Ok, this runs a bit against what most people consider main stream financial behavior. But if you will give me just a few minutes, you might find this is a great strategy for you to consider. First, the problem: The American population ages 50 through 65 number about 40 million. The median (median is the point where half of the group are below a certain point and half are above the same point) retirement savings of this group is $15,700.
Yes, that’s right, over 20 million are currently heading toward a funded retirement of less than 5 months and the average 65 year old has about 175 months of life still to live. What options are left at this point?
Let’s consider where a whole bunch of this group is at this stage of their life. Empty nesters. A lot of the expensive hits of raising, educating and marrying off our children is in the past. Most people also reach their maximum earning results between the ages of 58 and 62. This gives us a LOT of potential to work with. Today, I’m going to focus on one of the empty nester’s opportunities. Your home is probably your greatest expense and offers the biggest potential to affect your retirement lifestyle if you choose to take advantage of it. You create two specific situations if you consider DOWNSIZING your home.
First, is lowering your monthly expenses. When you downsize your home, a bunch of your other expenses go down in addition to your mortgage payment; insurance, taxes, utilities and maintenance all go down as the size and value of your dwelling is reduced. It is not uncommon to experience the same reduction in expenses that equal the reduction in value or square footage. For example, a 30% reduction in value and square footage could equal a 30% reduction in expenses associated with your housing cost.
Second, you free up equity and your equity can begin to grow at a much higher rate than that of what most residential homes net. People will argue over this, but the numbers most use are not legit. Take a couple who truthfully tells you that their home has doubled in value in 10 years. That is an average return of 7%, about double the national average of home value increase and very believable in several areas of the United States today.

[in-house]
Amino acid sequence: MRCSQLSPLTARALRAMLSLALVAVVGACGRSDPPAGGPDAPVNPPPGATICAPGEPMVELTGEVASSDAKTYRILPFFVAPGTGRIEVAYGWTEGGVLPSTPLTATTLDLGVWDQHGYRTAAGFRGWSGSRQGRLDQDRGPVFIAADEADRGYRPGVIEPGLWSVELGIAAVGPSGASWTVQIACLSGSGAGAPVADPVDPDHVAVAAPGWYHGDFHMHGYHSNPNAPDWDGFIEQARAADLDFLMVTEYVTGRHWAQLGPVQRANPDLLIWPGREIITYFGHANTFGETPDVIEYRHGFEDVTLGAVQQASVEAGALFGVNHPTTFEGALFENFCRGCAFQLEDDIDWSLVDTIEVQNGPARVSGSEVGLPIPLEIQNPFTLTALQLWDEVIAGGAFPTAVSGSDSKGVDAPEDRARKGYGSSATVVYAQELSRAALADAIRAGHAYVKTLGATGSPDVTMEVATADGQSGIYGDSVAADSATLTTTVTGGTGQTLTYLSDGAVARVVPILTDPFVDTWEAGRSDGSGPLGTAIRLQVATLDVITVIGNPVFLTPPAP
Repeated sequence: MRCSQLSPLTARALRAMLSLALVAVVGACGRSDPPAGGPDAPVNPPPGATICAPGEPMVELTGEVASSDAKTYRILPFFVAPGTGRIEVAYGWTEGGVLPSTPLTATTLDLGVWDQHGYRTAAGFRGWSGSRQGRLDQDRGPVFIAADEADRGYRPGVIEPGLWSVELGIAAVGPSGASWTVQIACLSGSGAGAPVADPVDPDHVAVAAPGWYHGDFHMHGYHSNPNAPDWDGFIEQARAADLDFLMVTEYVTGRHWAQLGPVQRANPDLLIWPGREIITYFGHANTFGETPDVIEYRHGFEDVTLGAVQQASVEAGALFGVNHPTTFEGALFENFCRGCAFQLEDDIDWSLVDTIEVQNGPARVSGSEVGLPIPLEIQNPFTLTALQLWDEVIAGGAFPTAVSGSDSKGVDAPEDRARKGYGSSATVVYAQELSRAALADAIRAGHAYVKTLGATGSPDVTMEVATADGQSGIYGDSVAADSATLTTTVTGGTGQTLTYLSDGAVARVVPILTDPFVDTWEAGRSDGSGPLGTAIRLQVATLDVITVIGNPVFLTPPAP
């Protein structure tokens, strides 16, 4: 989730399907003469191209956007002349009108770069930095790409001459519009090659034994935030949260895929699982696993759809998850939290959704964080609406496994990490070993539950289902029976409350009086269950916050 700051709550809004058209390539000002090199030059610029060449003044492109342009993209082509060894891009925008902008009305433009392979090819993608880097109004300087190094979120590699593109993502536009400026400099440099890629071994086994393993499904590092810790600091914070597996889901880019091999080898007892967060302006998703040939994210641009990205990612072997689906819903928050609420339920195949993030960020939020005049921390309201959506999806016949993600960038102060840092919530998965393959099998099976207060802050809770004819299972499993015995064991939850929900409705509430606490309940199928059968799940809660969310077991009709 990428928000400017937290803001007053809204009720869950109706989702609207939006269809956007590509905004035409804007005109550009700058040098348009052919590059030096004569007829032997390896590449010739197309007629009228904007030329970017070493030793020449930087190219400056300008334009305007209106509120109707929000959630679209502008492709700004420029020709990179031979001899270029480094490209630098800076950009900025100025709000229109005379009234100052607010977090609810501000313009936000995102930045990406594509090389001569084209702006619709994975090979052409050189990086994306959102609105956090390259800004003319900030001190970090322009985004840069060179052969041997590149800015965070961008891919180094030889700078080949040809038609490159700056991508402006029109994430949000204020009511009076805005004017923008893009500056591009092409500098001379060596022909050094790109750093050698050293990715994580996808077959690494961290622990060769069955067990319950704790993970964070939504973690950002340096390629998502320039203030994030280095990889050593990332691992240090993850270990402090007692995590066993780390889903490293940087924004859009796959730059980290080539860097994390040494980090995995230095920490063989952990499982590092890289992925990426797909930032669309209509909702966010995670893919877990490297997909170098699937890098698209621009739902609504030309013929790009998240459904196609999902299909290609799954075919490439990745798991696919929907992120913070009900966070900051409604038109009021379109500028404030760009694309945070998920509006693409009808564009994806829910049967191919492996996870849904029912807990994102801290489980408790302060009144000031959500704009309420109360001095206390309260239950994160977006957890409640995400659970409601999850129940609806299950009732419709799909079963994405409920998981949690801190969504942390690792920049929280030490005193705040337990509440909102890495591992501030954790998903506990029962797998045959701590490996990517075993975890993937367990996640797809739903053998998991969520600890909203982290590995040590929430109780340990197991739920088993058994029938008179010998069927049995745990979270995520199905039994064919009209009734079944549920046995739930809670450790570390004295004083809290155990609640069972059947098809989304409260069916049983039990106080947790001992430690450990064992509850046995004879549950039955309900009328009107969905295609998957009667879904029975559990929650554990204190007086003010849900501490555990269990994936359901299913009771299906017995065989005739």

But here is the rub. That calculation does not take into consideration all the cost associated with this asset over the same period of time. In my area of the county, property taxes run about 3% per year. Insurance runs about 0.75% and maintenance cost from mowing to repairs average another 1.5%. Let’s say you have a 3% mortgage on 50% of your home’s value which equates to another 1.5% cost per year. In the accounting and finance world these are all called “carrying cost”. You could consider these the same as “management fees” for some type of investments.
In the above example, these undeclared cost equal 6.7% annually, over twice the historic annual appreciation of real estate and an actual negative impact of 3.7% per year on their net worth. Even the example couple mentioned above achieved a meager return of less than half a percent per year.
For each $50,000 of equity you free up by downsizing, you have a solid chance of turning it into $100,000 for retirement with only a 6% return over 12 years. With “all in” average housing cost now running slightly above $2,000 per month, a 30% reduction will generate $600 per month in savings. If you combine these two tactics, and achieve a 6% return over a 12 year period, you would have around $225,000 additional funds for your retirement. That could be a game changer.
This option may not be right for you. If you are in this situation, you might consider this type of major action. Please take the time and effort necessary to find good, solid, professional advice to guide you through these decisions. There are a lot of great CPA’s and financial planners who can help you make the best decision for your future. Growing older is tough enough; growing older and poorer is really tough.